|Birthplace and Family Home of Zebulon Vance|
There was a 500-volume library in the Vance home, and young Zebulon read voraciously. At age twelve, he was sent to study at Washington College in Tennessee, now known as Washington College Academy.
|Zebulon at the age of 20|
|Asheville, North Carolina|
On August 3, 1853, he and Harriette Espy were married. Vance bought a five-acre lot in the middle of Asheville with his new wife's dowry and built a home. Their first child, a son called called Espy, was born two years later, but he died soon after. Hattie sought consolation in her religious faith. They would subsequently have four more sons: Charles Noel (b. 1856), David Mitchell (b. 1857), Zebulon Baird, Jr. (b. 1860) and Thomas (1864).
|Harriette Espy Vance|
In the sunmer of 1855, he severely criticized his cousin, James S. T. Baird, for leaving the American party. A challenge for a duel was issued by Baird and Vance apparently accepted.
|Vance in 1858|
|26th North Carolina Regiment Band|
|New Bern, North Carolina|
"I cannot now speak of the thousand dangers which I passed through I was quite surprised at my feelings, excitement and pleasure removed every other feeling and I could not resist cheering with might and main."Vance also led the 26th at Richmond. The 26th regiment was ultimately destroyed at the Battle of Gettysburg, losing more than 700 of its original 800 members, though Vance at that time was no longer in military service.
Vance's older brother, Robert B. Vance, was a brigadier general in the Confederate army.
Anti-administration opponents had established a loosely knit organization called the Conservative Party, and they picked the popular colonel to head the 1862 gubernatorial contest against Democrat William Johnston. The campaign was fought in the press, and with the full support and vitriolic pen of William Holden, editor of The North Carolina Standard, Vance was elected in September by an overwhelming majority, more than 32,000 votes.
|Vance as North Carolina Governor, 1862|
Later in the war, there was a sizable element of the population suffering from discontent, frustration, alarm at the growing presence of Union troops in the state, resentment of the Davis government for failure to protect them, and defeatism as the hope of victory slipped further away. Led by William Holden, who had broken ties with the Vance, the group initiated a peace movement to take the state out of the Confederacy. Holden took the issue to the voters by challenging Vance in the election of 1864, but the governor’s efforts on behalf of the people had increased his immense popularity and he was re-elected by a four to one margin.
Soon after his reelection, Vance began to sense that the days of the Confederacy were numbered. In a letter to his friend David Swain he wrote,
"I have always believed that the great popular heart is not now, and never has been in this war. It was a revolution of the Politicians; not the People."
|State Capitol, Raleigh, North Carolina during the Civil War|
|Charlotte, North Carolina|
Around 1870, Zebulon Vance composed "The Scattered Nation," a speech he would give hundreds of times to sold-out crowds in lyceums and lecture halls all across America in years to come, including his 20 years as a U.S. senator. Drawing on its author's oratorical gifts and wide reading in ancient and biblical history, the lecture makes a powerful case against what it calls "the wickedness and the folly of intolerance."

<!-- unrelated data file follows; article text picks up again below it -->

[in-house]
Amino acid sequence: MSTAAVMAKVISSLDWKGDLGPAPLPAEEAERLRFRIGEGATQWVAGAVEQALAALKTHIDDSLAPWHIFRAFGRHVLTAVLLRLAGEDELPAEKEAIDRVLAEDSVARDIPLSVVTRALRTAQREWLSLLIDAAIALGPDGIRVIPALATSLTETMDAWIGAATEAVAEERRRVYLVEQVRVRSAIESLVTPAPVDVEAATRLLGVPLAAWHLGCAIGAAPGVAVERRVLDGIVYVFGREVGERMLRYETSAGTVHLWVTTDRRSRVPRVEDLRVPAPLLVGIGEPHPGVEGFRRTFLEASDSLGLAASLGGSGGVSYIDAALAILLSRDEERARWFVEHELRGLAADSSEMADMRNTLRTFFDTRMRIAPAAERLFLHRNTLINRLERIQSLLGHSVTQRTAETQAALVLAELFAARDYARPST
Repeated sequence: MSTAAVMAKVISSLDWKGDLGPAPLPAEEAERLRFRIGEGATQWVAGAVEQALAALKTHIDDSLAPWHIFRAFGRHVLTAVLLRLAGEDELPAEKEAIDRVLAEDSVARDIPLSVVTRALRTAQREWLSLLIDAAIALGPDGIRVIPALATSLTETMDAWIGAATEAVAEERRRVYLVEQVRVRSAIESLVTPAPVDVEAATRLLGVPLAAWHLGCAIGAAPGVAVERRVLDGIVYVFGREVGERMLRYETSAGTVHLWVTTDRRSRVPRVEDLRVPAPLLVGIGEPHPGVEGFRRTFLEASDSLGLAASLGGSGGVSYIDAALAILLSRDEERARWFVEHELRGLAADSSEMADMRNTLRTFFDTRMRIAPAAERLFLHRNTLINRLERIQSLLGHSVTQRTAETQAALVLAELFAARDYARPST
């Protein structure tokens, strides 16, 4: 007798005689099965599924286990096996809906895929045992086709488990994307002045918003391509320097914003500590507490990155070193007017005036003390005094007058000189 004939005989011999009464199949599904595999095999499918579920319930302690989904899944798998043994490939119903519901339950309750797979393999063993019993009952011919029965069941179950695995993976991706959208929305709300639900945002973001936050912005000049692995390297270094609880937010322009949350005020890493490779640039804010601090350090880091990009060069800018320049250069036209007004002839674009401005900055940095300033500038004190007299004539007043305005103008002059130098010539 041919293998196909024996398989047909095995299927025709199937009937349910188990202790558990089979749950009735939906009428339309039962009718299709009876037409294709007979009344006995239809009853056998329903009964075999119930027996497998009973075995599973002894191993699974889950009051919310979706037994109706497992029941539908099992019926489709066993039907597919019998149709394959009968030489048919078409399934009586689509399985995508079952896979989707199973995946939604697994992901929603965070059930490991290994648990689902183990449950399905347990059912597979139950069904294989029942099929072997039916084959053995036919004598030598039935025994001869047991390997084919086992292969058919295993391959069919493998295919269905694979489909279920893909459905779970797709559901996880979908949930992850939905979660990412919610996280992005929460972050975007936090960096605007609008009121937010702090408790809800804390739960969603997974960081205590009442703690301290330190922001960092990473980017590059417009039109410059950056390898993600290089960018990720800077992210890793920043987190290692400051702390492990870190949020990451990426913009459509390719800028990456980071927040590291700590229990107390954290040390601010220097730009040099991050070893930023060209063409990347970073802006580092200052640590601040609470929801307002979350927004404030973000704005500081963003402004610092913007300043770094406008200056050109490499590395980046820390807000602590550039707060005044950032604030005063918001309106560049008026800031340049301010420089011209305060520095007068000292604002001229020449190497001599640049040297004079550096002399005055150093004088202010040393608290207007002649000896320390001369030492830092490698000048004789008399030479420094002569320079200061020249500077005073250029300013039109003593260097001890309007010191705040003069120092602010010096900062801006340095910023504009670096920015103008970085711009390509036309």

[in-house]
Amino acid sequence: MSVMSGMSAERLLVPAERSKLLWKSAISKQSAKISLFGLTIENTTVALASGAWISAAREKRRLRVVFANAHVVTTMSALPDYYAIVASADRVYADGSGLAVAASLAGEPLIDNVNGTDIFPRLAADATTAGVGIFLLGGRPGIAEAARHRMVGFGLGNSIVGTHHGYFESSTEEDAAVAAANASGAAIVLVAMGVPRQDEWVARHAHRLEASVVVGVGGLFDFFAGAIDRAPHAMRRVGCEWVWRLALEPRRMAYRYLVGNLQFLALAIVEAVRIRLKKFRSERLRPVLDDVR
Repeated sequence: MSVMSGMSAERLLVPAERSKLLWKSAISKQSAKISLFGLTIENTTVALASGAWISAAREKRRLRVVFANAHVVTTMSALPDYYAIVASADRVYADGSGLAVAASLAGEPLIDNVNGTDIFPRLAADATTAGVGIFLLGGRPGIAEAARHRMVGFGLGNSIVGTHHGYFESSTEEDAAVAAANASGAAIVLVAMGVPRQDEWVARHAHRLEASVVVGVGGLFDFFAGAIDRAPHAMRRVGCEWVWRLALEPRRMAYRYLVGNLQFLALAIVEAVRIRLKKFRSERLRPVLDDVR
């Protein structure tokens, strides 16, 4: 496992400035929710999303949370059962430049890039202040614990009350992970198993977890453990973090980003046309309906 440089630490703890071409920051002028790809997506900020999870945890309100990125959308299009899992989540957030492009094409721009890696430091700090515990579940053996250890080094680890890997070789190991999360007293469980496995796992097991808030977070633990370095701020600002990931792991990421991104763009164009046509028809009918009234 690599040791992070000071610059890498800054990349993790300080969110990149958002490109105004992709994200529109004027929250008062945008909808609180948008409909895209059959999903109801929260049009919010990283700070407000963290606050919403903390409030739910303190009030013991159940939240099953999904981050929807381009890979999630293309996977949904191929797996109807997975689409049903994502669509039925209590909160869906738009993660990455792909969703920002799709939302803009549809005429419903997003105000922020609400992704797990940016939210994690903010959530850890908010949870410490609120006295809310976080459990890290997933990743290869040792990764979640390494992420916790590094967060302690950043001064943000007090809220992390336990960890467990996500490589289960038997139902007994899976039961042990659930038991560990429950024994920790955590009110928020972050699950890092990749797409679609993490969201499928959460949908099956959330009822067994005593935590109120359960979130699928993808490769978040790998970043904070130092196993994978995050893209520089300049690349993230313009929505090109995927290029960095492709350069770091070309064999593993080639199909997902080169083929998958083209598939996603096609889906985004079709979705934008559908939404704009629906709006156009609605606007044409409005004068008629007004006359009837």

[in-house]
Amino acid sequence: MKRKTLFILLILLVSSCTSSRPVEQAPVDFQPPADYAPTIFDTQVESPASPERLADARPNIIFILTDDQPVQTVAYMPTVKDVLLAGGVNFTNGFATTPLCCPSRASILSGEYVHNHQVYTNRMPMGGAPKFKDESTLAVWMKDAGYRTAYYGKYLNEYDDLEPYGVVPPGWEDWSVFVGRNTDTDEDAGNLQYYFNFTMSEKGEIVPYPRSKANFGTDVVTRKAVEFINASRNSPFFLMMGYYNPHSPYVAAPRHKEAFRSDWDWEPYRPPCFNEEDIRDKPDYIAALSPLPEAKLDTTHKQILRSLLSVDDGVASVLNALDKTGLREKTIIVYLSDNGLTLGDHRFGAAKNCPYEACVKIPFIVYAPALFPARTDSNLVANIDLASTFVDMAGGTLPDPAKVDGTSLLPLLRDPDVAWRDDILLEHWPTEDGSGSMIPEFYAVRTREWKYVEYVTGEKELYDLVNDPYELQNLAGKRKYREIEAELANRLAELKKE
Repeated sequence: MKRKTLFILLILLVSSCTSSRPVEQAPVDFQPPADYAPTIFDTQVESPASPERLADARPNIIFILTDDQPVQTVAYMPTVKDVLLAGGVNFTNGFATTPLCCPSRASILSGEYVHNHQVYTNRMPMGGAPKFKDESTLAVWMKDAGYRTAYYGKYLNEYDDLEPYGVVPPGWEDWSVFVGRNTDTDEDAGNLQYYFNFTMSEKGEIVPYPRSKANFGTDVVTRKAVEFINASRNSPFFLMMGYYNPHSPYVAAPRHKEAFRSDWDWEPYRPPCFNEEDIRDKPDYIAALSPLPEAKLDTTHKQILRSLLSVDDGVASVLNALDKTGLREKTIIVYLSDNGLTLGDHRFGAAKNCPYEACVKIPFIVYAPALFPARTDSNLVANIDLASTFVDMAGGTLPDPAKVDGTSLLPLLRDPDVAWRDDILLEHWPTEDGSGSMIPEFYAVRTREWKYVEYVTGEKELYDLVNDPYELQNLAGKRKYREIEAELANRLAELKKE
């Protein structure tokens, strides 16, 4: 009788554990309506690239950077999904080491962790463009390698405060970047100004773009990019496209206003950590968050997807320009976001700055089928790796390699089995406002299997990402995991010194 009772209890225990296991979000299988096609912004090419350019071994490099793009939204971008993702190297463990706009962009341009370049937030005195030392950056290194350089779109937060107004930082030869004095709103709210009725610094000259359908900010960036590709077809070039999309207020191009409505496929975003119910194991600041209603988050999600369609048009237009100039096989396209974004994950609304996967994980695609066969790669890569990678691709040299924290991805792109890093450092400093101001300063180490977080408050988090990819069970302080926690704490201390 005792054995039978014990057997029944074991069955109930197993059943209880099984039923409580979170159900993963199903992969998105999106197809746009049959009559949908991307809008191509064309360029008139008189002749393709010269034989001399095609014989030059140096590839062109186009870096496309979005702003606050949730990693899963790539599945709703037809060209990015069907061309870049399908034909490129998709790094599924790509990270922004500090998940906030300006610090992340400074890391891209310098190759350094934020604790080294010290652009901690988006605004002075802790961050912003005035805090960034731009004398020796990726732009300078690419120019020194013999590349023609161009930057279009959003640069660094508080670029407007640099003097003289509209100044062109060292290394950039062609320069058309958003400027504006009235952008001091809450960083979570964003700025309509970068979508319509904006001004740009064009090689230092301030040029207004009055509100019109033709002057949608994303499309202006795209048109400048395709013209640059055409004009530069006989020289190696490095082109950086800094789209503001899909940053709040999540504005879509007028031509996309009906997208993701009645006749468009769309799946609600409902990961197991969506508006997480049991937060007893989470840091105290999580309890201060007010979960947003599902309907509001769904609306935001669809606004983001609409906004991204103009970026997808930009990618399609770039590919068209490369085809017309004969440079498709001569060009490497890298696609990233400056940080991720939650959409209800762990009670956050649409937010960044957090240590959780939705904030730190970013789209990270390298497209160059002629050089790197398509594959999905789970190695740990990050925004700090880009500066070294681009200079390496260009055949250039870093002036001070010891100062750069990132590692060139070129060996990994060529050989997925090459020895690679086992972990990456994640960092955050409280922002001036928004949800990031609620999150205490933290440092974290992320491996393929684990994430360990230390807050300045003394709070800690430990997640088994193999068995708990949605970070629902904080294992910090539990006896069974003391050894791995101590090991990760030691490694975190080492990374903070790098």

In 1876, Vance was elected Governor of North Carolina again, during which time he focused on education. In the first two years of his administration, railroad construction resumed; the financial structure of the state was placed on a more solid footing; and the last federal troops left the state.
In October of 1878, his mother died. His wife, Hattie, died the following month, on November 8. Vance's emotional reaction to this was to espouse the religious faith of his wife and to join a church for the first time in his life.
|Vance as Senator|
Vance's sons by Hattie - Zebulon, Charles, David, and Thomas - all had a series of misfortunes with which he had to deal. David and Charles had severe drinking problems; David had a short and disastrous marriage that ended with his wife's death; Zeb was stabbed and nearly killed while in the military; and Thomas had financial problems. In addition, Vance had to wrestle with the problems of his stepson Harry Martin as he attended Georgetown University, and to comfort Florence when her mother died in 1889.
Vance himself suffered from a variety of ailments that included having a tumor lanced in 1882, having an operation in 1885, being thrown from a wagon and injured in 1887, and suffering from a severe cold during the fall of 1888. His health began to fail in 1889 with the removal of one of his eyes.
He traveled to Europe for several months in an effort to recover, but he remained weak throughout much of 1892. In the winter of 1893, he went to Florida for rest and only returned to Washington in March 1894 under political pressure. By this point, Vance's legs were paralyzed and he was growing progressively weaker.
He died of a stroke on April 14, 1894 at his home in Washington, D.C. He died one month before his 65th birthday.
When Vance's sons found out, they took their stepmother to court, got a judgment, had their father dug up again and reburied him in the original plot.